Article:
There are six Lower He (sea) points in the body which are related to the Yang or Fu organ systems. There is a Lower He (Sea) point for the Stomach, Large Intestine, Small Intestine, Gall Bladder, San Jiao, and Bladder. When one of these organ systems is problematic, the corresponding Lower He(Sea) point may be used for its treatment.

Luo (Connecting) Points
This is the point where a meridian splits off and connects with its interiorly-exteriorly related meridian or organ system. Therefore, luo-connecting points can treat problems in its own meridian as well as those of its interiorly-exteriorly related meridian.

Yuan (Source) Points
Yuan (Source) points are the points where the "Source" Qi may be accessed. These points are indicated for diseases related to the five Yin organs and are responsible for the regulation of Source Qi in general (which intimately relates them to the San Jiao meridian system).
 
Accumulation (Xi-Cleft) Points

The Meridian-Qi accumulates most deeply in this area and for this reason Xi (Cleft) points are very effective in the treatment of diseases within their own meridian system where pain or bleeding is involved.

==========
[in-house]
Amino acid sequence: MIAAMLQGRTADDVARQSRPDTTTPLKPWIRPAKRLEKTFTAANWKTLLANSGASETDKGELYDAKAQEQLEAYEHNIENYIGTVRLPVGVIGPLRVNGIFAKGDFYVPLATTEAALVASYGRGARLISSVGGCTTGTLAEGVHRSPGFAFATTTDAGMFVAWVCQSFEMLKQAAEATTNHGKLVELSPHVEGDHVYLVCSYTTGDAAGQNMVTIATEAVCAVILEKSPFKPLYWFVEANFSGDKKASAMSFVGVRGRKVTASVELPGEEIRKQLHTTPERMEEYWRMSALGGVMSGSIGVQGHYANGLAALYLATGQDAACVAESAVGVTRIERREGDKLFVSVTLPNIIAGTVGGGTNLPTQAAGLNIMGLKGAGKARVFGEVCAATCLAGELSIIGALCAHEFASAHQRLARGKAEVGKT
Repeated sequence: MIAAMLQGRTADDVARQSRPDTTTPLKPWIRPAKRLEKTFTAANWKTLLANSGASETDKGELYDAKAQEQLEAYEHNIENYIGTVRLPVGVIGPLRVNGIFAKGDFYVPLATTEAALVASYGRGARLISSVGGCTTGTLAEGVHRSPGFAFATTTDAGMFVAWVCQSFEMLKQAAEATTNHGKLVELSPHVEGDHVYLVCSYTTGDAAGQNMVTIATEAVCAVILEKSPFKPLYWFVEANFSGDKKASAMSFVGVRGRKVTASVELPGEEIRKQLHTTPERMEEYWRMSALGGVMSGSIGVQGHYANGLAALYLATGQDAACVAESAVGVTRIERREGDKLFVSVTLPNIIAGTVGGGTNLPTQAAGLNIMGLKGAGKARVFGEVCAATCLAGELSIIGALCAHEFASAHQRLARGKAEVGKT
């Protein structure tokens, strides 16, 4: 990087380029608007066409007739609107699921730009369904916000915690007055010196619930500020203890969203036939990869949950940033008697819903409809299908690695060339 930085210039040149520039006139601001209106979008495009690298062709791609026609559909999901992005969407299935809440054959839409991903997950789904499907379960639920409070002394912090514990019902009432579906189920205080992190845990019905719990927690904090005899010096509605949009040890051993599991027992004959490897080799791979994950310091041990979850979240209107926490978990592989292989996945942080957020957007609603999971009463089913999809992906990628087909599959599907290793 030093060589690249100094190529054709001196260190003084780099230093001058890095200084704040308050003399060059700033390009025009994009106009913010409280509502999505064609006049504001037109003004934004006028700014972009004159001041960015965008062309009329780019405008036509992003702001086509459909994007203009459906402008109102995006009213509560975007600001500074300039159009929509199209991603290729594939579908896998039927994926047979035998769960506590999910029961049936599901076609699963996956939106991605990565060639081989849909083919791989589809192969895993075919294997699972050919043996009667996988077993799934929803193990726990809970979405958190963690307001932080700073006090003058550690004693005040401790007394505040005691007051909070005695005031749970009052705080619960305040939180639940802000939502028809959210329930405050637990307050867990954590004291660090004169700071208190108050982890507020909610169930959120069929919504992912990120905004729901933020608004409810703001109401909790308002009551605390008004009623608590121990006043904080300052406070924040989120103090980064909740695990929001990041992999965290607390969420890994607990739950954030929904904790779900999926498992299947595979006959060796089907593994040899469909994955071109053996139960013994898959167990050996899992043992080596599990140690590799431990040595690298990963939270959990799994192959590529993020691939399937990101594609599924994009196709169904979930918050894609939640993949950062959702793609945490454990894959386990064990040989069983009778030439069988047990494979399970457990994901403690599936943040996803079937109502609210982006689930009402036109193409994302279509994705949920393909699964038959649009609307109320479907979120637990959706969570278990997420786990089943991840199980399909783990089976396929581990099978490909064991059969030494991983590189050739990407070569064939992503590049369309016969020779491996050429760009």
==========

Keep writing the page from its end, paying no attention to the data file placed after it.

Confluent Points of the Extraordinary Vessels

The confluent points are points that are located on the Twelve Primary Meridians through which the Eight Extra Meridians can be accessed.

Chong SP4

Ren LU7

Du SI3

Dai GB41

Yin Wei PC6

Yin Qiao KD6

Yang Qiao UB62

Yang Wei SJ5


Xi (Cleft) Points of the Extraordinary Vessels
The Xi (Cleft) points are points that correspond to the Eight Extra Meridians are located on the Twelve Primary Meridians and have the same function as standard Xi (Cleft) points.

Yin Wei KD9

Yin Qiao KD8

Yang Qiao UB59

Yang Wei GB35

Back Transporting (Back-Shu) Points
Back Transporting (Back-Shu) points are the points on the back of the body where the Qi of the Zang-Fu organs is infused. There is a Back-Shu point which corresponds to each Zang-Fu organ. These points are used to treat the corresponding organ when pathology is most often, but not limited to, a chronic nature.

LU UB13

PC UB14

HT UB15

LV UB18

GB UB19

SP UB20

ST UB21

SJ UB22

KD UB23

LI UB25

SI UB27

UB UB28

Front Collecting (Front-Mu) Points
Front Collecting (Front-Mu) points are the points on the chest and abdomen where the Qi of the Zang-Fu is infused. They are also referred to as Alarm Points as they are anatomically located very close to the organ with which they correspond and are often used to diagnosis pathology in a corresponding organ. For example, a patient with a liver problem would be very sensitive at LV14 (the Font-Mu Point) which would help to confirm the course of treatment.